Having a heart attack or suffering with heartburn… you choose. We’ve warned you before about the damaging health effects of stomach acid-blocking proton pump inhibitors (PPIs).
To start with PPIs rob your bones of vital calcium and can trigger dangerous and painful fractures, they also destroy your good gut bacteria and leave you vulnerable to life-threatening infections.
Now researchers from Stanford University are warning that the dangers of PPIs are far worse than anyone ever imagined. They’ve proven that these popular drugs increase your risk of a potentially deadly heart attack by 21 per cent.
Breaking your heart
The Stanford researchers studied more than 3 million health records of people taking PPIs – and they found that they were up to 21 percent more likely to suffer life-threatening heart attacks.
Worse still, they were twice as likely to die from heart disease – even if they had no previous history of heart trouble.
These heartburn drugs are bad for your heart because they damage the Teflon-like coating that lines your arteries – and that’s something these drugs start doing right after the first dose.
Damaging the coating of your arteries is dangerous for two reasons:
First, it can allow artery-clogging plaque to accumulate.
Second, the cells that line your arteries are responsible for producing nitric oxide, a vital heart protector that also keeps LDL bad cholesterol from oxidizing. Without enough nitric oxide your blood pressure rises and blood platelets can get stickier, leading to blood clots.
Lead researcher Dr. Nicholas Leeper said: “Proton pump inhibitors may not only lower stomach acid, they may also affect the health of the blood vessel itself.”
Of course, none of this should come as a surprise to medical authorities who have been dancing around the heart risks of PPIs for years.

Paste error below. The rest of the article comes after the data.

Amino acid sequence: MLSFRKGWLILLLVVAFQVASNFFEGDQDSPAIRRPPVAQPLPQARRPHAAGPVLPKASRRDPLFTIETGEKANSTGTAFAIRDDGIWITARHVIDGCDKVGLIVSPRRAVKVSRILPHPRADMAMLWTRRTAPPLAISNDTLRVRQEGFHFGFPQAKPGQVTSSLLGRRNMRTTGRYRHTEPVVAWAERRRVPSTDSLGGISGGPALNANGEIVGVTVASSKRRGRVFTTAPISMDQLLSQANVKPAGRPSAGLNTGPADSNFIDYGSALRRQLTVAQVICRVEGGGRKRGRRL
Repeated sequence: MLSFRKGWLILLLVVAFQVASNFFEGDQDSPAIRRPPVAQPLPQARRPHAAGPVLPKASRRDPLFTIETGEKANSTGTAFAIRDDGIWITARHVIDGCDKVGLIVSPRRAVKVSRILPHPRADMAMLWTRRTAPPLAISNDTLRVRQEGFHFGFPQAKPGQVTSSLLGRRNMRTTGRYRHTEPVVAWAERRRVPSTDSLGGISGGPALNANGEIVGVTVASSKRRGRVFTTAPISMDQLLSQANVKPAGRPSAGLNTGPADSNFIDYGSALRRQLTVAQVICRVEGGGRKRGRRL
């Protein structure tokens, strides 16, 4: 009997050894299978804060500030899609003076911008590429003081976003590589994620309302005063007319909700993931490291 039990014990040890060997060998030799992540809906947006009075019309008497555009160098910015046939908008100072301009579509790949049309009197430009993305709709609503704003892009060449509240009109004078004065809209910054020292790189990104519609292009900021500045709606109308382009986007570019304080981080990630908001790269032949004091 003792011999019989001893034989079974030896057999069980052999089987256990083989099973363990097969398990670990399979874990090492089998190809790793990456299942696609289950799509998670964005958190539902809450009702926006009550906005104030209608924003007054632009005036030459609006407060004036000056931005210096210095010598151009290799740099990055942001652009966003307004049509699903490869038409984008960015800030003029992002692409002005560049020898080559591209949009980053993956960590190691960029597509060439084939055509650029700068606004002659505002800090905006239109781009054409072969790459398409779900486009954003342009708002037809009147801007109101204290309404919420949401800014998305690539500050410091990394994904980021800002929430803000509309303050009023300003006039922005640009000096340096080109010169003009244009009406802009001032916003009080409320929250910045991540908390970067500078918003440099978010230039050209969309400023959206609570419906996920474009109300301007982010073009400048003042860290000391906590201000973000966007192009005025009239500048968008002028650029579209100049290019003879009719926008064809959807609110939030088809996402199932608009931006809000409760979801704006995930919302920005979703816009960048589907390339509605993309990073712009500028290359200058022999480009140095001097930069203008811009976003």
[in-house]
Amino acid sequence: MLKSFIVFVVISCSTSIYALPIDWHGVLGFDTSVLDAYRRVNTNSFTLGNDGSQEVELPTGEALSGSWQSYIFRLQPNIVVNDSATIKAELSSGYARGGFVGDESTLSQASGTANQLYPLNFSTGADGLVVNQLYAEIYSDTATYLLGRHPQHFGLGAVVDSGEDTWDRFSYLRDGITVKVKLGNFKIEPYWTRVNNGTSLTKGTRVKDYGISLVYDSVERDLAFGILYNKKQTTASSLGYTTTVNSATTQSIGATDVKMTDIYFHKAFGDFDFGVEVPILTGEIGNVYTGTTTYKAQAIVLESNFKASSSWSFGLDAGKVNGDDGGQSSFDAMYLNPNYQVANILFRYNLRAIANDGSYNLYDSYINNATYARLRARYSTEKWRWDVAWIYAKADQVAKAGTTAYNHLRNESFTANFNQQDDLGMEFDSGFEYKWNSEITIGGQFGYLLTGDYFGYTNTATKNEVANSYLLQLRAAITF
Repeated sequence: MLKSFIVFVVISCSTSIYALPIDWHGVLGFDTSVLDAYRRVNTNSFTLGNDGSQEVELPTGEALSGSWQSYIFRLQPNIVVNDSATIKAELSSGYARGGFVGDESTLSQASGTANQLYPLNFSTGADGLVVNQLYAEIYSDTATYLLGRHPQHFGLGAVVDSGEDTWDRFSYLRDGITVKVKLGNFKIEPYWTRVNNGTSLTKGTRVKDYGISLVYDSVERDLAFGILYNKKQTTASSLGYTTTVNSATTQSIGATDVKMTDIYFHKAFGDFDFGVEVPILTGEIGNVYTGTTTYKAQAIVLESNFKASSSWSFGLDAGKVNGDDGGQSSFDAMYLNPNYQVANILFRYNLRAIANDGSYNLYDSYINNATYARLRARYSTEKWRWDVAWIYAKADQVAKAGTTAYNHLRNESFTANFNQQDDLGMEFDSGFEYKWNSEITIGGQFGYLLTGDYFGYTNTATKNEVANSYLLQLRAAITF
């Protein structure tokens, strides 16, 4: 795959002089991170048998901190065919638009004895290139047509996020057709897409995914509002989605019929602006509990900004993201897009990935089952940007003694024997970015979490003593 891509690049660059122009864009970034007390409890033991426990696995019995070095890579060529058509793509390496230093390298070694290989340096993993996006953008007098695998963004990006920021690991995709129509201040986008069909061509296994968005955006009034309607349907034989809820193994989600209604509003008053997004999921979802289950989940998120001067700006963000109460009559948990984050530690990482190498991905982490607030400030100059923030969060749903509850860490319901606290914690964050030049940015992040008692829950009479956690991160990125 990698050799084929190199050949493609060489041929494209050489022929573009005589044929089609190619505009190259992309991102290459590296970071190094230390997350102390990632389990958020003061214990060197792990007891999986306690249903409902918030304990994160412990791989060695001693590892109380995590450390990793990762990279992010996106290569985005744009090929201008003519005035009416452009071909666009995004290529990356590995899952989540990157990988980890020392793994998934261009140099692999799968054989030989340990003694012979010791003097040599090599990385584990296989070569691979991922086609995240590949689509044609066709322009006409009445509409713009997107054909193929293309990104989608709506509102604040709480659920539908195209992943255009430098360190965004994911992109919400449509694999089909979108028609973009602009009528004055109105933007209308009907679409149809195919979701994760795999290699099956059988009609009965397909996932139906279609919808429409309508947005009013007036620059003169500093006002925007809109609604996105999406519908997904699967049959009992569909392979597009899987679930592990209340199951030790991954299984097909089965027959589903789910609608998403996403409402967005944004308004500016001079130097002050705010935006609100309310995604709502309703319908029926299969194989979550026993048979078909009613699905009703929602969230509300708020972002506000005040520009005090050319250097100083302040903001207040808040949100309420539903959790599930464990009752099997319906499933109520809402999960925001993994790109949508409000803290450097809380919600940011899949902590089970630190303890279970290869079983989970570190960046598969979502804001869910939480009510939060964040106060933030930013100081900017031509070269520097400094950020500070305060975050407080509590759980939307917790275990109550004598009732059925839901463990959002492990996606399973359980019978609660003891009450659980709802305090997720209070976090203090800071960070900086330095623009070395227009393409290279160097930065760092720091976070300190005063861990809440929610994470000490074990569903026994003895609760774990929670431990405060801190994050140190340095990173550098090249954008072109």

In fact, six years ago the American Food and Drug Administration (FDA) issued an official warning about taking PPIs if you have coronary artery disease and are also on the blood thinner Plavix.
So the FDA knew there was a link between PPIs and heart problems. But that’s where the warnings stopped. Instead of insisting that further research be conducted, the FDA went ahead and allowed even more of these drugs to be sold over-the-counter.
The good thing is, you don’t have to wait for warning labels to appear on these drugs to protect yourself, Dr. Leeper and his colleagues have found that once you stop taking the drugs, your nitric oxide levels should return to normal.
However, if you want to quit PPIs, don’t do it cold turkey. It can cause something called “rebound acid hypersecretion,” a sort of trampoline effect that will put you in more acid agony than ever before. You have to taper your dose down slowly but surely.
Once you’ve managed to ditch these drugs for good, there are numerous ways to control heartburn without damaging your heart in the process, such as:
- Take probiotics – either in supplement form or with high-quality organic cultured foods such as kefir and yoghurt (but not most of the sweetened fake kinds you’ll find lining the dairy aisle at your local supermarket).
- Cut down on coffee, especially later in the afternoon.
- Drink a glass of water each day with a tablespoon of apple cider vinegar. I know that sounds crazy, but it works!
- Don’t eat too close to bedtime. And if you crash on the couch after dinner, sit up, don’t do the lying down couch-sleeping position that can cause a back-flow of acid.
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“Some heartburn drugs may carry heightened risk of heart attack” Kathryn Doyle, June 10, 2015, Reuters, news.yahoo.com
“Heart attack risk linked to heartburn medications, such as Nexium, Prilosec, Prevacid, The Washington Post, June 10, 2015, triblive.com